This is just a handful of websites that are inaccessible. These are some of the top social and entertainment platforms, and the list doesn’t end there.
China’s firewall is dubbed as the Great Firewall of China. The firewall is a piece of the puzzle that makes up the country’s digital surveillance infrastructure. Internet Service Providers (ISP) and telecommunication authorities are mandated to record the activities of every user. Here are some countries that have banned or allow limited use of VPN:
- North Korea
Deep Packet Inspection is one technology that allows internet service providers to about what kind of traffic a user is sending. Let’s discuss DPI to understand obfuscation better.
What is Deep Packet Inspection
Internet communication involves a series of exchanges between the sender and the destination. Data is broken into packets and sent in a series with a header on each packet to identify things such as the source and destination IP address. Think of a packet as a mail that has the delivery destination information, but the contents of the letter are concealed in the envelope. Like a mailman, the ISP simply checks the header and forwards the packet to its destination.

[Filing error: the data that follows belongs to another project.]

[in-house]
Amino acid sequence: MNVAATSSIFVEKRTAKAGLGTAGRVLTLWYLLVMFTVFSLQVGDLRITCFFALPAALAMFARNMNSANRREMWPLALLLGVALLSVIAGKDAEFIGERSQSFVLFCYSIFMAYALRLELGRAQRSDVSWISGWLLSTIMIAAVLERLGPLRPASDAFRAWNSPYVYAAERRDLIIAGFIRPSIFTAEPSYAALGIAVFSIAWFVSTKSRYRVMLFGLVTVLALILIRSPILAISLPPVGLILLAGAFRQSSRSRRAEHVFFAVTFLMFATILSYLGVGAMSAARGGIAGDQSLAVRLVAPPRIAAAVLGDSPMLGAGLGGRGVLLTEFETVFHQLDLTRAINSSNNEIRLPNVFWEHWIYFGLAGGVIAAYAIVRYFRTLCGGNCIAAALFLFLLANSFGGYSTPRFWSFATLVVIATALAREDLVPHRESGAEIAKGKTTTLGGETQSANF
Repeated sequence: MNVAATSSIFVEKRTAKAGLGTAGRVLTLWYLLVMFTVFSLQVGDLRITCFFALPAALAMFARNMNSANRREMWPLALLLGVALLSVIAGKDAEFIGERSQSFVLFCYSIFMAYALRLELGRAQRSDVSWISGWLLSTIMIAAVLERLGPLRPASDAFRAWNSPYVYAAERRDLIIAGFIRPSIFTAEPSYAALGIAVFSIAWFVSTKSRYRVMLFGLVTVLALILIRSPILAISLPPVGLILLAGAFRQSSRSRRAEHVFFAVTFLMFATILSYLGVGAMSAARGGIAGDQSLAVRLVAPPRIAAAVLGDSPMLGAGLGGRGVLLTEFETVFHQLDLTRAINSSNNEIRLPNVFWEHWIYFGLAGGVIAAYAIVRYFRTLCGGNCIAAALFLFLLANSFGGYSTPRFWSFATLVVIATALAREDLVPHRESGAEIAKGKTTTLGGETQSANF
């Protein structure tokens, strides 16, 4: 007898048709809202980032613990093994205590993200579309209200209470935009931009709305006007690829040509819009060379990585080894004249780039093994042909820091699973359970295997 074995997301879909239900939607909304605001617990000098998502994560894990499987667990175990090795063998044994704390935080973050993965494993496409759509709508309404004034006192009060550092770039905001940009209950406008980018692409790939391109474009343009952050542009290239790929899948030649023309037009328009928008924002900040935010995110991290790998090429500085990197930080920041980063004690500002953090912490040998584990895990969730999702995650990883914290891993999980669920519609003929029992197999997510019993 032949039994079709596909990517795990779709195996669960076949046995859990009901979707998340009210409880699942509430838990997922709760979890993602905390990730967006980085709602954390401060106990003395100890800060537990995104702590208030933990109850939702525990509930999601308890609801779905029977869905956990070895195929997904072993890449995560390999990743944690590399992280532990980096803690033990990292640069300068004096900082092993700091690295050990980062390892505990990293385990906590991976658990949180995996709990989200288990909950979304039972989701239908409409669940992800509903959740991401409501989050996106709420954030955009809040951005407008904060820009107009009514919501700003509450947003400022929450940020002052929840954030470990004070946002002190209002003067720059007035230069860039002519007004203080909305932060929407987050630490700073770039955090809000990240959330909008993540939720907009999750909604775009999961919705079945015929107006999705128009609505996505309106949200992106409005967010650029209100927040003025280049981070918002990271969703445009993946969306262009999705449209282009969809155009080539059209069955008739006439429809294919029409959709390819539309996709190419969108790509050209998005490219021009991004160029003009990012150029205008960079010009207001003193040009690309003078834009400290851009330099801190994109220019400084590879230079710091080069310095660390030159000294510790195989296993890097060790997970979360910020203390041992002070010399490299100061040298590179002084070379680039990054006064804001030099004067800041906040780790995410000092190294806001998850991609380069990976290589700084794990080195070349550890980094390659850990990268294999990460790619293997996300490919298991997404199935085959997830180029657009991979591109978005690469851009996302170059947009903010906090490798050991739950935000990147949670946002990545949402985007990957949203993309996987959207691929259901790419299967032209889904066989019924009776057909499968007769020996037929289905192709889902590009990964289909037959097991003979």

Using Deep Packet Inspection is akin to looking inside the envelope. Normal packet inspection techniques only allow the ISP to read the header, but DPI enables it to inspect the payload itself.
DPI adheres to the rules that have been set by the ISP. So if the ISP has blocked certain websites, then it can do so by looking at the content and blocking access.
The technique only works for packets that are not encrypted. By leveraging HTTPS, most websites today use encryption to make user sessions private by authenticating and securing the connection first with a handshake that happens with a digital certificate. It’s easy to see which websites are secure. Notice the padlock icon next to the URL address bar; it means the website and your device are communicating securely.